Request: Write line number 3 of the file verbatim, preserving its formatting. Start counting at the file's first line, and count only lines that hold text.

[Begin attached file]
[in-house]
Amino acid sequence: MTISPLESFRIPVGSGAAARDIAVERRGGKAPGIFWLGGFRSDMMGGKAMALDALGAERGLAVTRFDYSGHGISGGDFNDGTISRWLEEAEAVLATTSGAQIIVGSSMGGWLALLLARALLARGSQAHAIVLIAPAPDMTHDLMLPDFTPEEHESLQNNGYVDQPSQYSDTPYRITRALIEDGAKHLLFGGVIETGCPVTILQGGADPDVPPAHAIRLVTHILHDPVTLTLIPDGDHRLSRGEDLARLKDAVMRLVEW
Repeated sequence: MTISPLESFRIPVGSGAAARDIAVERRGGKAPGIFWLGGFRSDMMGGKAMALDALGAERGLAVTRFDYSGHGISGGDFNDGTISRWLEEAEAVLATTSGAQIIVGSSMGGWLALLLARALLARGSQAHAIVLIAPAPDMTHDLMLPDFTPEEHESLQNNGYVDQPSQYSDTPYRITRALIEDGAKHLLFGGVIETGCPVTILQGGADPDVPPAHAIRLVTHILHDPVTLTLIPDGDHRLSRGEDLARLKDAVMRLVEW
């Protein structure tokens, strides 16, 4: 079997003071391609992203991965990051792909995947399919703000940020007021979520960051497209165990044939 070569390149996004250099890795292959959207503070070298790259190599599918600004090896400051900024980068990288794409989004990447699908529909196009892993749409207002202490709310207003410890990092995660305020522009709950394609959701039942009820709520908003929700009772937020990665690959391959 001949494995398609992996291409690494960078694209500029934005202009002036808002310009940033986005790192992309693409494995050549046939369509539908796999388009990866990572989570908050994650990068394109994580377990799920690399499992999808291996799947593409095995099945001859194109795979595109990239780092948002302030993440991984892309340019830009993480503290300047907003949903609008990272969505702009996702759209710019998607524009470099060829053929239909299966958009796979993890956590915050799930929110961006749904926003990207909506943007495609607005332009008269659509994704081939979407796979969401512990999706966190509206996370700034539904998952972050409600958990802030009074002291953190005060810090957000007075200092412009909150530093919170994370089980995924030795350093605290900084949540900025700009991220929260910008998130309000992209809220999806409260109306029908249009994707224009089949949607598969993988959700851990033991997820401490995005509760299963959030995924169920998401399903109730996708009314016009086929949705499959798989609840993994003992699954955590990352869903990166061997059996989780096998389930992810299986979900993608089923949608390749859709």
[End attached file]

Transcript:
Repeated sequence: MTISPLESFRIPVGSGAAARDIAVERRGGKAPGIFWLGGFRSDMMGGKAMALDALGAERGLAVTRFDYSGHGISGGDFNDGTISRWLEEAEAVLATTSGAQIIVGSSMGGWLALLLARALLARGSQAHAIVLIAPAPDMTHDLMLPDFTPEEHESLQNNGYVDQPSQYSDTPYRITRALIEDGAKHLLFGGVIETGCPVTILQGGADPDVPPAHAIRLVTHILHDPVTLTLIPDGDHRLSRGEDLARLKDAVMRLVEW